Director. Designer. Till the Pips Squeaks – Two new plays . Bloo Hoo and Flash by Jane Fookes.
Maltings Arts Theatre. Hertfordshire.
produced by irrational theatre.Read more
info to be updated - updating website.
Director/ Designer - Bedford's Cinderella and The Soul Sisters.
The Maltings Arts Theatre. Hertfordshire.
Produced by irrational theatreRead more
Director/ Designer. Menotti's The Telephone. sullivan's Cox and Box and Norland's Cycle.
Barons Court Theatre. London and Maltings Arts Theatre. Hertfordshire. Sept and Dec 2013
It's a wrap - sublime singing and performed with gustoRead more
An evening of comedy.
Sullivan’s Cox and Box, Menotti’s The Telephone. Norland’s Cycle
Sullivan’s Cox and Box
.Something old, something new, something borrowed and you.
A marriage is a fusion between opera and new writing
Director/ Designer. Improbable Fiction by Alan Acykbourn
GBS studio @ Rada. 9th – 13th April 2013.Read more
As you open the text of Alan Ayckbourne’s Improbable Fiction there lies a quote from Shakespeare’s Twelth Night..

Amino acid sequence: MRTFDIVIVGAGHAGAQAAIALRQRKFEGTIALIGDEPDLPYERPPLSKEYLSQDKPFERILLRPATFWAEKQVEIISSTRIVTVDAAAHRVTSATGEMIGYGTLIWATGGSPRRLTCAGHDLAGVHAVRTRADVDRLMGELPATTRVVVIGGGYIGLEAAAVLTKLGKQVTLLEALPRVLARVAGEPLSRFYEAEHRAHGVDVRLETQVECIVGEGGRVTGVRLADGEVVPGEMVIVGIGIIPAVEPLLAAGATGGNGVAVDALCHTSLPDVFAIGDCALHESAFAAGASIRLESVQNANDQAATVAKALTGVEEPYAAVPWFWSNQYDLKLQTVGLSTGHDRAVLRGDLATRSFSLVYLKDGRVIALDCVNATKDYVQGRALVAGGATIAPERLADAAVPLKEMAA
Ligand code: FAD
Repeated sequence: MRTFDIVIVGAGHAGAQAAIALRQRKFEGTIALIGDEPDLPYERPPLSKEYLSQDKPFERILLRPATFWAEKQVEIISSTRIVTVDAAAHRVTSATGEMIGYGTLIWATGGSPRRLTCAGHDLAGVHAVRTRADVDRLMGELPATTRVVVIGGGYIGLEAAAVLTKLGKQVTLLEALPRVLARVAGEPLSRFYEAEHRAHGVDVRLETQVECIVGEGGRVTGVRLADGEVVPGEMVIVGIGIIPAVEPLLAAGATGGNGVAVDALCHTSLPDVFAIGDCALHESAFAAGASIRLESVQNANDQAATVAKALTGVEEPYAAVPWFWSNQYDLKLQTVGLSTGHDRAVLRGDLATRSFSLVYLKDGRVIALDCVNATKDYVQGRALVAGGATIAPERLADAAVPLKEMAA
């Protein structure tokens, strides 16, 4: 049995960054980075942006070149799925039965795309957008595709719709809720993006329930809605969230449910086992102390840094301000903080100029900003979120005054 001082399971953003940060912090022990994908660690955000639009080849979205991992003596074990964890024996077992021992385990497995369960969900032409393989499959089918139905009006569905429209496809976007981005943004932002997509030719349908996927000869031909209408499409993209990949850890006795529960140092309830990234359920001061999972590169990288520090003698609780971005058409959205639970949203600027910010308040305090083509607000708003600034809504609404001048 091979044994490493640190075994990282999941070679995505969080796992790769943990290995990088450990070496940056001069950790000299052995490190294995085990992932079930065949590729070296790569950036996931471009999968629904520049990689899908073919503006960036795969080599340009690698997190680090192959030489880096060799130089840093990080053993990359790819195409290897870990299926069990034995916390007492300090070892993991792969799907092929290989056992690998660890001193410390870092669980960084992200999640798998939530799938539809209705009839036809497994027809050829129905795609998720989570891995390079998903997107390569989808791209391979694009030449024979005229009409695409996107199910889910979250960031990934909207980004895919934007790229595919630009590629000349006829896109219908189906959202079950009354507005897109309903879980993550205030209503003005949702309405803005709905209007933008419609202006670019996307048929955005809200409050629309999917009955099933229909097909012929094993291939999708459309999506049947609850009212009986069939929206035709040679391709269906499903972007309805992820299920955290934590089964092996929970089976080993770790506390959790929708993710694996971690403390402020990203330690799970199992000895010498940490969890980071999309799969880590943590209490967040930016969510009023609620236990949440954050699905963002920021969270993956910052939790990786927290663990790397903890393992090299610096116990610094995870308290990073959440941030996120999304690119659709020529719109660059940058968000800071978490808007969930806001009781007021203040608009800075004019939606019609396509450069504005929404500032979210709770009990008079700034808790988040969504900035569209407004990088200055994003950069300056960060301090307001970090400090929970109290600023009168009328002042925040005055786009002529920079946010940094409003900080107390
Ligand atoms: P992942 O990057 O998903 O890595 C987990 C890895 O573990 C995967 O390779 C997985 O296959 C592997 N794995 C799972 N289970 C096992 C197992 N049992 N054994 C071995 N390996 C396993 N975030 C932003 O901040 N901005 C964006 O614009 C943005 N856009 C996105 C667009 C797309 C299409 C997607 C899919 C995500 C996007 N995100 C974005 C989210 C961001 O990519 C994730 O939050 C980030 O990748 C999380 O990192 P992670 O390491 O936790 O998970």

Director/ Designer. Sullivan's Trial by Jury
Abbey Theatre. October 2012
Designer - Humble Boy written by Charlotte Jones.
Following the sudden death of his father, Felix returns home and soon realises
his search for unity must include his own chaotic home life, all under the shadow of his father’s now empty beloved beehive.
The story is very English. It’s set in the Humbles’ rural back garden, where the secrets and revelations of the two central, dysfunctional families are exposed in a public way.
This wry, witty and very funny portrait of middle-class England enables clear parallels to be drawn with the plot of Hamlet, especially noticeable in the relationship between Felix and his overbearing mother, Flora.
Cast: Felix Humble: Phil Coleman
Flora Humble: Mel Pyne
Mercy Lott: Mary Rutterford
George Pye: Barrie Armstrong
Rosie Pye: Sophie Pierce
Jim, the Gardener: Gerry Wilkinson
Director/ designer. .Short plays. Us and Cycle.
Work shopped on 21st / 22nd June 2012 Maltings Theatre. St Albans and Young vic freshworks
Director/ designer. Shakespeare's The Comedy of Errors.
24th November – 3rd December 2011 @ 8pm. Maltings Theatre.
but this time there are two unhinged proprietors, two incompetent waiters and twice the mayhem.
A reworking of one of Shakespeare’s best loved and most hilarious comedies, and a great alternative to the Christmas panto
Reviewed on : 2011-11-29 11:11:27 ; Reviewed by : Wendy Attwell